Autonomous sensory meridian response—more commonly referred to as ASMR—is the name given to a tingling sensation, typically on the scalp, neck, or back, that some people report feeling in response to certain visual or auditory stimuli.
The name “Autonomous Sensory Meridian Response” was conceived in the mid-2000s by an enthusiast who hoped that a clinical sounding name would lend legitimacy to what was, at the time, thought to be a niche experience. In the years since, ASMR has become a popular internet phenomenon—inspiring millions of YouTube videos and countless devotee blogs—but it has not yet been widely studied in the field of psychology.
However, researchers have recently begun to explore whether the phenomenon has any scientific basis whatsoever. So far, some preliminary research suggests that ASMR may help manage symptoms of insomnia; other small fMRI studies suggest that those who experience ASMR may have subtle brain differences from those who don’t. These findings need to be replicated in larger, more rigorous studies, but they have started to provide clinical evidence for what was once purely anecdotal.
Those who experience ASMR say that the sensation is triggered by soft noises, such as a whispering voice, or repetitive visuals, like towels being folded—essentially an array of seemingly ordinary sights and sounds. ASMR can also be triggered by physical contact, such as receiving a massage or getting a haircut.
ASMR is an interesting combination of both arousal and relaxation. Some describe it as tingles, chills, or waves that move through the head, neck, and spine, and the physical sensation is accompanied by feelings of happiness, calm, or sleepiness.
There isn’t yet research to demonstrate that people can or cannot cultivate ASMR. However, it seems unlikely, because ASMR is an involuntary physiological response, similar to synesthesia, which can’t be practiced or learned.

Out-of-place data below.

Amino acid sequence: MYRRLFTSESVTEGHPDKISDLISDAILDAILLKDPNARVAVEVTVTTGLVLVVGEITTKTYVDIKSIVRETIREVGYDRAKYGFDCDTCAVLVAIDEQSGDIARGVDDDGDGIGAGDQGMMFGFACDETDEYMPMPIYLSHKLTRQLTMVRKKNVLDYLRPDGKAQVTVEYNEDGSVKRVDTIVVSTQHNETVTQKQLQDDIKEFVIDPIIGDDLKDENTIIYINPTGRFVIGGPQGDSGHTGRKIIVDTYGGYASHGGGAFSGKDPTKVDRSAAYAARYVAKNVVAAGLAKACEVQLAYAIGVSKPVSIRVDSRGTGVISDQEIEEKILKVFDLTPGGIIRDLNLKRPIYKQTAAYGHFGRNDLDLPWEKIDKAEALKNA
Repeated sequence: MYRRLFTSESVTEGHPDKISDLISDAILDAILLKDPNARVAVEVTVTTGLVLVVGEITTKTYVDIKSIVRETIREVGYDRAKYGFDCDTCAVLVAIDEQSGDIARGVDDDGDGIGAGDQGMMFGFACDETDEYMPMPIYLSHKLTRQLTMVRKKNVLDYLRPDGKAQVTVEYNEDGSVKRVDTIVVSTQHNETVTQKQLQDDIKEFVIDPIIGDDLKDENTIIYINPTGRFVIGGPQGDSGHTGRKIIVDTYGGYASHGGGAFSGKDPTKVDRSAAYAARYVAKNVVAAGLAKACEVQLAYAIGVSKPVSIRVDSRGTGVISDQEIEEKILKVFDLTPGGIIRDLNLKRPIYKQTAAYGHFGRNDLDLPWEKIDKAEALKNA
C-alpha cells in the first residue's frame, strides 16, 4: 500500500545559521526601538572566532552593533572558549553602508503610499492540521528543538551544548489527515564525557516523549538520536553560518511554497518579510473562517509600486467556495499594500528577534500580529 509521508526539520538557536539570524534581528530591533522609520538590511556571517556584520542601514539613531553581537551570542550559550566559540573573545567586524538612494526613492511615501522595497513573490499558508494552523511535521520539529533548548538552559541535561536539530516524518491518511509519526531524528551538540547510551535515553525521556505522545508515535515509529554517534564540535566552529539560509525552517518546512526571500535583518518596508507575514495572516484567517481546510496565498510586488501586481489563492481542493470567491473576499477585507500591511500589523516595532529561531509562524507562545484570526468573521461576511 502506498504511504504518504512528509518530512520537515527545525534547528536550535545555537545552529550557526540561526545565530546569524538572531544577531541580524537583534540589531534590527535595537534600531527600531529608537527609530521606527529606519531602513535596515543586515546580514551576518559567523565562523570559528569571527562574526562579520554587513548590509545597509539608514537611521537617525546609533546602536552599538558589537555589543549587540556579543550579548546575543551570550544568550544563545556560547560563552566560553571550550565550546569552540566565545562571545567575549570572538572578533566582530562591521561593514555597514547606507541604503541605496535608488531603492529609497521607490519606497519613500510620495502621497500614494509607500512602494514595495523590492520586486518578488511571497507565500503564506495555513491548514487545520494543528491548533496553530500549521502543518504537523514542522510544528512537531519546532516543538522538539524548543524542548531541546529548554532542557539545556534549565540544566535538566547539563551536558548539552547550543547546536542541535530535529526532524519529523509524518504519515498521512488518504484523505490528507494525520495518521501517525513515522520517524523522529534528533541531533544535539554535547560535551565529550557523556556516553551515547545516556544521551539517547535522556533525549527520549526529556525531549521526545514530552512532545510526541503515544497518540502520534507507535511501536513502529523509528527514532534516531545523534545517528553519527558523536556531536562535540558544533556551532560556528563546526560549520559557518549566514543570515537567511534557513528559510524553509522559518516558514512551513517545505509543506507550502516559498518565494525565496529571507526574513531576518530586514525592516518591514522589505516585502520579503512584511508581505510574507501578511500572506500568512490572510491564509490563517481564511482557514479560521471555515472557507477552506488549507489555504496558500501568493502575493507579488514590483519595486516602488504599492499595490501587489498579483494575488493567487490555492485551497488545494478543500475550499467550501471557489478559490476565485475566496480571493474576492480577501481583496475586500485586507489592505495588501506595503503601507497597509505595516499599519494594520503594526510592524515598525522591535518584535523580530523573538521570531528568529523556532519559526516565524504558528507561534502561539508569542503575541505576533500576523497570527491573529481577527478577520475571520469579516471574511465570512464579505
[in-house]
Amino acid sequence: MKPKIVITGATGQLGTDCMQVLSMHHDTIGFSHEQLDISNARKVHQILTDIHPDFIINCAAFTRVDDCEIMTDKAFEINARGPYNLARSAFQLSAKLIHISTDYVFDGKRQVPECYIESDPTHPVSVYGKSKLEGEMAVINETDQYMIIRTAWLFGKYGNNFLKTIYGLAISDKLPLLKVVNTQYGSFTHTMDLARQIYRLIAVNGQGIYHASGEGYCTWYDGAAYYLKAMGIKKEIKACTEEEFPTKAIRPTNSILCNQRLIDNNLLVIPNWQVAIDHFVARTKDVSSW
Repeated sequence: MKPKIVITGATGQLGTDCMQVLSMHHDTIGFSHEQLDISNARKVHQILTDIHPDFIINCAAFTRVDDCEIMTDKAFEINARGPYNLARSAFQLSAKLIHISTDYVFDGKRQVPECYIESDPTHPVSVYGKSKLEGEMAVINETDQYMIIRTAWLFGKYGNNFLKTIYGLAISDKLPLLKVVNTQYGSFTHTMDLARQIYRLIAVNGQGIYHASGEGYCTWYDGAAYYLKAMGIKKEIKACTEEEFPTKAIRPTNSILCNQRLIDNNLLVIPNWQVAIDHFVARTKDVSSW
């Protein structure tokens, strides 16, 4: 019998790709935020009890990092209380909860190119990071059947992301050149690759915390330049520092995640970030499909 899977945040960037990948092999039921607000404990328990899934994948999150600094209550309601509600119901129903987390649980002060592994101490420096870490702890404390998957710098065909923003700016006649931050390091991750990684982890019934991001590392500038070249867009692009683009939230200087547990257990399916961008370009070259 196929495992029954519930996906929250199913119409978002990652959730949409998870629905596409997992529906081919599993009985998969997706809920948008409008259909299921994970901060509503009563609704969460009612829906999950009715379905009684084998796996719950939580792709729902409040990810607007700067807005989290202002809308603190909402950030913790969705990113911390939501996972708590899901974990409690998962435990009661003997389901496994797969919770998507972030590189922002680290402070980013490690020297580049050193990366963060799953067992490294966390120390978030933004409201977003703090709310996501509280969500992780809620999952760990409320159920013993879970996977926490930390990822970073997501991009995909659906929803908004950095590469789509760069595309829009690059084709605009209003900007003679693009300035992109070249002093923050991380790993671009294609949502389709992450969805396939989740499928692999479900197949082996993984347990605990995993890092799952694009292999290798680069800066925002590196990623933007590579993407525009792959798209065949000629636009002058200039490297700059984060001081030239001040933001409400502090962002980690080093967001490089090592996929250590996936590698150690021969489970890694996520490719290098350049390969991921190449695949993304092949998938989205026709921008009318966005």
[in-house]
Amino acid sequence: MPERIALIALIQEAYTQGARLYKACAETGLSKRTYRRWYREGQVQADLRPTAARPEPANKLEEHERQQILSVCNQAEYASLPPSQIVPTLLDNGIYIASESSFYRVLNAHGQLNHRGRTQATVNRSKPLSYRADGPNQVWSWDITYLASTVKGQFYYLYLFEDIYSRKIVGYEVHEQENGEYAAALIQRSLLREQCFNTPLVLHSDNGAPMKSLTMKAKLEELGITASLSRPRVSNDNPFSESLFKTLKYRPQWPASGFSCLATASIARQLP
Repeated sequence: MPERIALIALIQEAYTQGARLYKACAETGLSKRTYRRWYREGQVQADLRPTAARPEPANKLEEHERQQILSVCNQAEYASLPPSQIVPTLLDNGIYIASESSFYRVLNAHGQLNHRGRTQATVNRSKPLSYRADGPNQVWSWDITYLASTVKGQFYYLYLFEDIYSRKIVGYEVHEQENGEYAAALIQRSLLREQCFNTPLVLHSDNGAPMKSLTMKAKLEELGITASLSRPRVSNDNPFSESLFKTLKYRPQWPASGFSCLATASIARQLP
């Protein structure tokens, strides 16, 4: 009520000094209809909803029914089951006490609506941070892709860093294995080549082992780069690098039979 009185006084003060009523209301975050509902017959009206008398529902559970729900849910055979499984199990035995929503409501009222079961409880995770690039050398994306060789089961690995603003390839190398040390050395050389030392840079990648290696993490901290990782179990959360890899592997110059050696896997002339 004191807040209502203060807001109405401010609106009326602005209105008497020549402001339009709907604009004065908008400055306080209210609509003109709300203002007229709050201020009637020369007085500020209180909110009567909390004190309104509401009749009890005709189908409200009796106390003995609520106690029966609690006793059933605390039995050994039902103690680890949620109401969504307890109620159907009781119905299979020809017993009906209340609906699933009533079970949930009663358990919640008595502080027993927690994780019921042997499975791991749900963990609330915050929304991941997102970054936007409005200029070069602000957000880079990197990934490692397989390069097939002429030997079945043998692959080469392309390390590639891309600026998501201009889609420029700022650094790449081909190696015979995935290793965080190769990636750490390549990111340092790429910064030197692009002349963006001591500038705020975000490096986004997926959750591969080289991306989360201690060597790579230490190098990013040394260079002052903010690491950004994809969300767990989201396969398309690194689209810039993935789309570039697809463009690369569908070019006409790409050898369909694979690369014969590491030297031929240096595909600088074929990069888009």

ASMR and misophonia—strong reactions and aversion to sound— may share similar roots: One study found that half of people with misophonia also experienced ASMR. Both have been described as a tingling sensation, but while ASMR is pleasant and relaxing, misophonia is distressing and fuels emotions like anger and disgust. Visual cues can also become tied to specific sounds for both phenomena.
ASMR can be deeply pleasurable or relaxing for those who experience it. But its best-known application is as a treatment for insomnia. In one small survey, 82 percent of respondents reported that they used ASMR to induce sleep.
In podcast episodes or online videos aimed at soothing the listener to slumber, ASMRtists (as they’re known in the ASMR community) whisper softly, rub soft objects together, brush their hair, or complete other tasks aimed at triggering ASMR sensations and accompanying feelings of relaxation. But more research is needed to uncover ASMR’s mechanism of action in insomnia.
Some believe that ASMR can be chalked up to imagined sensations or recreational drugs. But research suggests that ASMR is a real phenomenon. One study found physiological differences between those who did and did not report experiencing ASMR; participants who experienced ASMR had a lower heart rate and increased skin conductance while watching ASMR videos.
Research on how ASMR may treat insomnia is only just beginning. But anecdotally, it seems to help: Most people report using ASMR to help them fall asleep and the most common time to experience ASMR is before bed. ASMR may ease people to sleep by reducing stress, improving mood, or distracting them from intrusive thoughts.